Please use this identifier to cite or link to this item:
Title: Monitoring transitions in chemical plants using enhanced trend analysis
Authors: Sundarraman, A.
Srinivasan, R. 
Keywords: Dynamic feature synchronization
Fault detection
Process tracking
Issue Date: 15-Oct-2003
Citation: Sundarraman, A., Srinivasan, R. (2003-10-15). Monitoring transitions in chemical plants using enhanced trend analysis. Computers and Chemical Engineering 27 (10) : 1455-1472. ScholarBank@NUS Repository.
Abstract: Chemical plants operate in a multitude of steady states called modes and frequently undergo transitions between them. Transitions usually require extensive operator involvement and hence monitoring the safe execution of transitions is crucial. Existing techniques for process monitoring are currently configured assuming a single mode of operation and hence cannot be directly applied to transitions. In this paper, we use a trend analysis-based technique for monitoring transitions in continuous chemical plants where the real-time evolution of the process variables is abstracted into semi-quantitative trends. These real-time trends are then compared with the dictionary trends, which correspond to those during normal operation of that transition. One challenge is to determine the location in the dictionary with which the real-time trend has to be compared. For this, a dynamic feature synchronization algorithm is proposed which helps in tracking the process during transitions. The details of the algorithm, its implementation as an expert system, and the application to two case studies - a pilot-scale distillation column and a simulation of a fluidized catalytic cracking unit - are presented. © 2003 Elsevier Science Ltd. All rights reserved.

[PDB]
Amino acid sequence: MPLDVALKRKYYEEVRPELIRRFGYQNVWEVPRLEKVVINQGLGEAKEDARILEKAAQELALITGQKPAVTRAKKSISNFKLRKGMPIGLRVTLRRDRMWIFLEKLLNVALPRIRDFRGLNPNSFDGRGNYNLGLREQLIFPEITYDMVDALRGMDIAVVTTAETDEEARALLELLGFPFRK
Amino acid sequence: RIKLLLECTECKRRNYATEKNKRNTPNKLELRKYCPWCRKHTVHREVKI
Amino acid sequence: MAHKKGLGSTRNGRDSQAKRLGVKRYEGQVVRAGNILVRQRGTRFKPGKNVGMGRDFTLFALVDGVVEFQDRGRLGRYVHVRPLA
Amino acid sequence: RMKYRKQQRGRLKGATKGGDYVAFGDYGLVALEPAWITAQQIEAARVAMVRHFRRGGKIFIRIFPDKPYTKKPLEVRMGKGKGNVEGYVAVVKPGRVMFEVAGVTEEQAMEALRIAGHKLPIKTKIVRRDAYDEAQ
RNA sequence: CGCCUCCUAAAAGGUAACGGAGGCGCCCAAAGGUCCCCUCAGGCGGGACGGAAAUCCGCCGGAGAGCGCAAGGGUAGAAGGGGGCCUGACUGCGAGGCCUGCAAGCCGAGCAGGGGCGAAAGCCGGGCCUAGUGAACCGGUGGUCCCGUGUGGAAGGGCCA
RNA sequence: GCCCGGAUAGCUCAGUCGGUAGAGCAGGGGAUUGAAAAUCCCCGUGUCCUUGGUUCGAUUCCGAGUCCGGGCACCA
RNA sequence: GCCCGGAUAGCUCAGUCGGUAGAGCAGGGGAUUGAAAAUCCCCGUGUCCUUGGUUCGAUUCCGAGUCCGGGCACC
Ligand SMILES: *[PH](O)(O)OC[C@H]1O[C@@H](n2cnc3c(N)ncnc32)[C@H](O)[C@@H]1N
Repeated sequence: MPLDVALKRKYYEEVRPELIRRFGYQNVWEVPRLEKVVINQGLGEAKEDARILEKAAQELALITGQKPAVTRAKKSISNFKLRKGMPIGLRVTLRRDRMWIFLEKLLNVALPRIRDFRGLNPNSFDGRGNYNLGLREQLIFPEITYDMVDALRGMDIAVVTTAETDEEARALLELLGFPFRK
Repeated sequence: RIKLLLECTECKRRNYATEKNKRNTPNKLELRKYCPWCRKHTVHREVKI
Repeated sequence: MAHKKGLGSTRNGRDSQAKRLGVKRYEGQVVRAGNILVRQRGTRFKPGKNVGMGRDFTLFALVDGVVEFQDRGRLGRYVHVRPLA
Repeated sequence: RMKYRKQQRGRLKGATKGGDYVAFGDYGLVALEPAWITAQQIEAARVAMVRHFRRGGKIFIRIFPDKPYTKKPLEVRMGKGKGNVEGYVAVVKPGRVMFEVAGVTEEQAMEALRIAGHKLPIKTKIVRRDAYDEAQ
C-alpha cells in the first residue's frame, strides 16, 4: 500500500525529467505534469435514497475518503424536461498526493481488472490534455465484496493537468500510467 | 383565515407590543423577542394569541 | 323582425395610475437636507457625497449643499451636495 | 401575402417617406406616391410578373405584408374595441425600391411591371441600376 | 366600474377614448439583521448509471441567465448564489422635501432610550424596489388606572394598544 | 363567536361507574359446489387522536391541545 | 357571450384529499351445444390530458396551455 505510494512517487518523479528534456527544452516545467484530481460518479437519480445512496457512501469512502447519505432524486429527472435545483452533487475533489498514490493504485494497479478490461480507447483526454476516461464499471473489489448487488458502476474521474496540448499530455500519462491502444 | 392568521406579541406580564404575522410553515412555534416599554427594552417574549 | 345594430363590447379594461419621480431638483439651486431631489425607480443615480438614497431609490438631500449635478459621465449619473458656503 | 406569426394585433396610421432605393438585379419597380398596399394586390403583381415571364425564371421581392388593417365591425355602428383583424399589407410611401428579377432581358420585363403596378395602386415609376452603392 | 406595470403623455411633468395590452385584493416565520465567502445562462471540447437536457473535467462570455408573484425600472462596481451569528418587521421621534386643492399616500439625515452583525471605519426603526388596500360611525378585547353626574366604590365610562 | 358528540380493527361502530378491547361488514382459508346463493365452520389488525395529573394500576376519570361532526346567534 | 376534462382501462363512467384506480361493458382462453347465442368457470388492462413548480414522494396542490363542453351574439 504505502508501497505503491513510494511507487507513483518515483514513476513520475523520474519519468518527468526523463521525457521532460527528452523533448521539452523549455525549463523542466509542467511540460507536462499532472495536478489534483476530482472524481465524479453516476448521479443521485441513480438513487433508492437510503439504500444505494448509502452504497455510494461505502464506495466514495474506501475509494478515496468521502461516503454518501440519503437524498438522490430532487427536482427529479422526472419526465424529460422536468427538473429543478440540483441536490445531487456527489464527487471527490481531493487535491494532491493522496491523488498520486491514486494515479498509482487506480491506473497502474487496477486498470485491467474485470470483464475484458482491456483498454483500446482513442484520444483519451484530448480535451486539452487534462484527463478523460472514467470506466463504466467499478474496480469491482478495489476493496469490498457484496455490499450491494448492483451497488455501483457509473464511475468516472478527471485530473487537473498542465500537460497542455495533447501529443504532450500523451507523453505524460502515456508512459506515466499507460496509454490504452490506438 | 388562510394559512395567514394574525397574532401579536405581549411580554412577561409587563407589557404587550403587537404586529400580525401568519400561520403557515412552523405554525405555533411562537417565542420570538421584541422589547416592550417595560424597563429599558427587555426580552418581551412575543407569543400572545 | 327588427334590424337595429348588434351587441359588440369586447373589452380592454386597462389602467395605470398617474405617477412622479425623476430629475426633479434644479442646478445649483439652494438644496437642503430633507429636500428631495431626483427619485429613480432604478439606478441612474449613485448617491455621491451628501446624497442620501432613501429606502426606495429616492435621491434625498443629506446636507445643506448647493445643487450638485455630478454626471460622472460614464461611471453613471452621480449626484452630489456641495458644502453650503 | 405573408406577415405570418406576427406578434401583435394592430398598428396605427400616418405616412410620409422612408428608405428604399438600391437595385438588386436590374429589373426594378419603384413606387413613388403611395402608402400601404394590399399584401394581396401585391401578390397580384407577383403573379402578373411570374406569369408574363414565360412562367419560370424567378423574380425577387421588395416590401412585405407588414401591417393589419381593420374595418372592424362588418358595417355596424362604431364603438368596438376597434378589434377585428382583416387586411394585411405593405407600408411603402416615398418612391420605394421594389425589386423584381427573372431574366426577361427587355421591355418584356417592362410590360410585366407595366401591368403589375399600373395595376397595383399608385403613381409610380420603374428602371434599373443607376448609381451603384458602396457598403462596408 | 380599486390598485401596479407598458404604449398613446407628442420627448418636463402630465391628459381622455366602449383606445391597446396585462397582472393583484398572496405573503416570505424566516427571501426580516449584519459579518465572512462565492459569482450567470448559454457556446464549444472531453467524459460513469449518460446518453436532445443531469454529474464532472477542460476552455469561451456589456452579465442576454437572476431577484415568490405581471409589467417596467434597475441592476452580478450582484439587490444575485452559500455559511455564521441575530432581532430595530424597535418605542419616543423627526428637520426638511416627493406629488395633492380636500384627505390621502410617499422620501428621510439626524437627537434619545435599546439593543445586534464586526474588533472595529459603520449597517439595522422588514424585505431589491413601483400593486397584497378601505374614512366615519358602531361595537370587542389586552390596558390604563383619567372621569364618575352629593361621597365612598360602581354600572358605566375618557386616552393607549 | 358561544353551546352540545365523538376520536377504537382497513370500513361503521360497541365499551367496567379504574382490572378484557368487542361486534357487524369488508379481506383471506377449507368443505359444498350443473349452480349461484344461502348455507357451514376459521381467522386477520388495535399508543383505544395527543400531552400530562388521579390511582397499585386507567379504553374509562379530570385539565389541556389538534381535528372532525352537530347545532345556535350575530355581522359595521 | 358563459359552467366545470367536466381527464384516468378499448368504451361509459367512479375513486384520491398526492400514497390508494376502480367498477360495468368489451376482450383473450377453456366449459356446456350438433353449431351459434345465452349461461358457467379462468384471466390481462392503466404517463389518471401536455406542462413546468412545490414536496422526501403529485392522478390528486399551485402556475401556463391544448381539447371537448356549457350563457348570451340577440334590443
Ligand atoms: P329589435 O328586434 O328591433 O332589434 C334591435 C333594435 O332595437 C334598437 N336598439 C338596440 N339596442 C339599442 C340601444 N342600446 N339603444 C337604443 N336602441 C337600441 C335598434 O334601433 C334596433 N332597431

Source Title: Computers and Chemical Engineering
ISSN: 00981354
DOI: 10.1016/S0098-1354(03)00075-9
Appears in Collections:Staff Publications

Show full item record
Files in This Item:
There are no files associated with this item.


checked on Oct 8, 2018


checked on Oct 1, 2018

Page view(s)

checked on Oct 13, 2018

Google ScholarTM



Items in DSpace are protected by copyright, with all rights reserved, unless otherwise indicated.